A rafter and former kayak racer, Ottley said he understands the draw of water. “And boy, until you’ve actually lived on a river, it’s hard to explain how nice it is,” he said. “It’s very peaceful and relaxing. It’s a nice sound to go to sleep to.”Water also cools the air, making those warm summer nights more comfortable. “I think it’s an aesthetic thing,” Simonton said. “People like the idea of owning a piece of that riparian environment. They like the sight and sound of the water and everything that goes along with that – the changing seasons, the air quality. You feel a little more isolated from development.”But as more riverfront property gets sold off, the parcels that remain get more expensive, Simonton said. “I think because of the panoramic view,” Edwards said, “our house has appreciated more than a regular house, but everything’s appreciated so much, it’s hard to tell.”As land and homes close to the river are snapped up, local governments and environmentalists are trying to make sure the environment stays healthy in the wake of the influx, Simonton said.Eagle County demands buildings in unincorporated Eagle County be constructed at least 50 feet away from the river’s highest water point. “We want to be sensitive to things that can leave your property and go into the river, like fertilizer from your lawn or water from your roof,” Simonton said. “What may seem like a little thing can have a negative impact on the river.”Gypsum doesn’t have setback standards, but builders must obey state and Federal Emergency Management Agency regulations, including insuring wildlife won’t be harmed, Gallegos said. Builders in Gypsum do not have to follow county rules. Simonton also said building in a flood plain is discouraged, though steps can be taken to boost a building’s chances of avoiding a flood.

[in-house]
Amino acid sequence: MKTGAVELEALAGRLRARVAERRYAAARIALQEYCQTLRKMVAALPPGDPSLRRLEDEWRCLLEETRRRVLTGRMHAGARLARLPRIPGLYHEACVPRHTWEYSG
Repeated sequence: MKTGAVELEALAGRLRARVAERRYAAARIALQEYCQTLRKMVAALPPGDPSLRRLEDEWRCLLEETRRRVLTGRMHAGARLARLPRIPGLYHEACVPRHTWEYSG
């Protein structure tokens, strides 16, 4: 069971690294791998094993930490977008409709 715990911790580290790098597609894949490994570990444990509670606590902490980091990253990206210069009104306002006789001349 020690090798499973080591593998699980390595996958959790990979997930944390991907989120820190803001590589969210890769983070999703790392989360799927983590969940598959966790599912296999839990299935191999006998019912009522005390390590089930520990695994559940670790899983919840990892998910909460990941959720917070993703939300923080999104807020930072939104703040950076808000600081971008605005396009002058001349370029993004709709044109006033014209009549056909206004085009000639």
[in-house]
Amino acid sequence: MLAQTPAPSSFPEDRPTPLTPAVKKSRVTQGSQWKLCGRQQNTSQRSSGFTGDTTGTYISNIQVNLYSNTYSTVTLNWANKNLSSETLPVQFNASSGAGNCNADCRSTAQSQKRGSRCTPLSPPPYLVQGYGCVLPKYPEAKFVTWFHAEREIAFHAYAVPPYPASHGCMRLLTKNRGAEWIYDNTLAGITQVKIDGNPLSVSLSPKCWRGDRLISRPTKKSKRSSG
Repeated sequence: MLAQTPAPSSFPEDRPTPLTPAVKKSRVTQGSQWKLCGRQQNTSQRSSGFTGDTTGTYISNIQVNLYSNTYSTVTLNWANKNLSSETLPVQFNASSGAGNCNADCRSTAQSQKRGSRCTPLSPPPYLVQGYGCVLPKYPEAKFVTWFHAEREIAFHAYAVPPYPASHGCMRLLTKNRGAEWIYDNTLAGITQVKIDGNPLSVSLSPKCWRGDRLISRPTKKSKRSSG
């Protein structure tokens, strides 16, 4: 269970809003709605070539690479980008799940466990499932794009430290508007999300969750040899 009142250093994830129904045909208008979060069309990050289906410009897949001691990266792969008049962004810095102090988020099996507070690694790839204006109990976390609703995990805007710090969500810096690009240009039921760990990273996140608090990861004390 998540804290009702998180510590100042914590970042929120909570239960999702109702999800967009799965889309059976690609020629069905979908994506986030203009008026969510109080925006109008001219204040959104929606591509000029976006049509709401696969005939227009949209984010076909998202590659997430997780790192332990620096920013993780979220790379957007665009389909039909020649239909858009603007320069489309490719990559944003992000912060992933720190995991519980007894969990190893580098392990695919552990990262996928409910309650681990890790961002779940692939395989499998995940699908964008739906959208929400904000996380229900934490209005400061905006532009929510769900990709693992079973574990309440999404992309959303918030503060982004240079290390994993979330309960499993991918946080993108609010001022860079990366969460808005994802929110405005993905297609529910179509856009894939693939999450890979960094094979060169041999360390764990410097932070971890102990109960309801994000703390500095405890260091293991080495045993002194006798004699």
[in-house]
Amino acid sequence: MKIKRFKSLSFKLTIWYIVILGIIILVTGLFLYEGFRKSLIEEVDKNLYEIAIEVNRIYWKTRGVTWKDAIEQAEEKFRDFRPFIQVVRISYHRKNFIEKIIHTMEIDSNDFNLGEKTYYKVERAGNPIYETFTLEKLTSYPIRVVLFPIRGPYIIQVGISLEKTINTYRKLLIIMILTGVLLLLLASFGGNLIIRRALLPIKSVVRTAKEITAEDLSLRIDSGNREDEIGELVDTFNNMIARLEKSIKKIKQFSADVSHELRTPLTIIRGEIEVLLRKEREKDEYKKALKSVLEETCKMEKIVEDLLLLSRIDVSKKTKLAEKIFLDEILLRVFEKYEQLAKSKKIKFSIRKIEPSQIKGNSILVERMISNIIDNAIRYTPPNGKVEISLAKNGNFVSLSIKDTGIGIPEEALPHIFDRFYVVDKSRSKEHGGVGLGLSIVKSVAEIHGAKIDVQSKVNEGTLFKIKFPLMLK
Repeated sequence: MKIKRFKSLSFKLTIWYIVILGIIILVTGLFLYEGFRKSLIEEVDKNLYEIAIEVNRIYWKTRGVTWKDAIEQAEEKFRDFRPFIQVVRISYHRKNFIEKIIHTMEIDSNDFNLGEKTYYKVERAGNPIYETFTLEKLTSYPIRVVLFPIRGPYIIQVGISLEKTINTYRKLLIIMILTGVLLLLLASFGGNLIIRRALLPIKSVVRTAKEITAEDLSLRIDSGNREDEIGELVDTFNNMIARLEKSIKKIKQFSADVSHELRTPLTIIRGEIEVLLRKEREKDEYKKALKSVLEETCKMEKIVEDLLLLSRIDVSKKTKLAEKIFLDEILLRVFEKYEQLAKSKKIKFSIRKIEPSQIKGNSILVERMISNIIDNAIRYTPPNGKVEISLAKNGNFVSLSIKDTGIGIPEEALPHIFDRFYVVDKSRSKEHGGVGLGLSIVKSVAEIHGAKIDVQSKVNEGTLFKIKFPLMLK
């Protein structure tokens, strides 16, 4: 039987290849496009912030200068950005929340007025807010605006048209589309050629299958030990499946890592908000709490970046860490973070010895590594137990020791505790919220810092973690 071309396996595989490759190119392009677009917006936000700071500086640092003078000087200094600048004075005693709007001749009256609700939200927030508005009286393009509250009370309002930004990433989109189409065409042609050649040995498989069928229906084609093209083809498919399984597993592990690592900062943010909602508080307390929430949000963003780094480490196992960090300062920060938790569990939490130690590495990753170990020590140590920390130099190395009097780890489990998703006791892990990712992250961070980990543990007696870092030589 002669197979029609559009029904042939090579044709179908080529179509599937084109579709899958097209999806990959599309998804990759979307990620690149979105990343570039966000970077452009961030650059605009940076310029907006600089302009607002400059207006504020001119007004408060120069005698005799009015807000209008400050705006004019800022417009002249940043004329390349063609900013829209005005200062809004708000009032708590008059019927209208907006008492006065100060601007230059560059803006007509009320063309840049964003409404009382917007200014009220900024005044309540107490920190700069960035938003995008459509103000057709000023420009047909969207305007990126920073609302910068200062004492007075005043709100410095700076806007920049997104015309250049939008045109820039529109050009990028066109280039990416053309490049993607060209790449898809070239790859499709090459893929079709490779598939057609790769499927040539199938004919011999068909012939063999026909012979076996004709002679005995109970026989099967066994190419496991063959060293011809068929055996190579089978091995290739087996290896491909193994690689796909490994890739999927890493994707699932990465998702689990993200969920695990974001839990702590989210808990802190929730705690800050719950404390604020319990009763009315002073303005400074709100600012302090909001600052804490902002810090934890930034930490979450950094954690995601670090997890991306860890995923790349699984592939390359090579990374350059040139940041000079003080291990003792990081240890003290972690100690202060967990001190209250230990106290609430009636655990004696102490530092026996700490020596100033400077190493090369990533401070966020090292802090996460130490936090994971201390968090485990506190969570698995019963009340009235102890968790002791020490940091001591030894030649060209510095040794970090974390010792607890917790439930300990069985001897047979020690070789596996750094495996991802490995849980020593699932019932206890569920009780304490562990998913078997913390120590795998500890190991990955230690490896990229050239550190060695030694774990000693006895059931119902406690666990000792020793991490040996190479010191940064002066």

Those who don’t live by the water, wish they did. “If I could, I’d live on the river in a heartbeat,” said Scott Ruff, who lives in Eagle River Estates. “It’s so tranquil to sit on the deck and listen to the river. It’s so relaxing.”Living a short walk from the river, Ruff said he visited it a few times during the summer to do a bit of rafting, but he’s missing out on the day-to-day pleasures the Eagle River provides, like listening to the water rush by and fishing from the back yard. But living near the water isn’t all bird watching and fishing. The proximity to the water means more bugs, including mosquitoes. But Edwards said the town has done a good job eradicating the pesky critters to prevent the spread of West Nile Virus. Living nearby, Peggy Jensen said she’s never had a problem with mosquitoes. Another annoyance of living riverside are those people who haven’t quite grasped the concept of private riverfront property. Edwards said before a neighborhood grew up around his home, people used to cut through his property to fish in the river. “I haven’t had that happen for four or five years,” he said. “I usually tell them it’s private property. I pointed out the (public) access, and there haven’t been problems.””I think it’s a great experience,” Edwards said. “When the river’s high, we can see rafters come down the river. They’re a novelty.”Staff Writer Nicole Frey can be reached at 748-2927 or nfrey@vaildaily.com. Vail, Colorado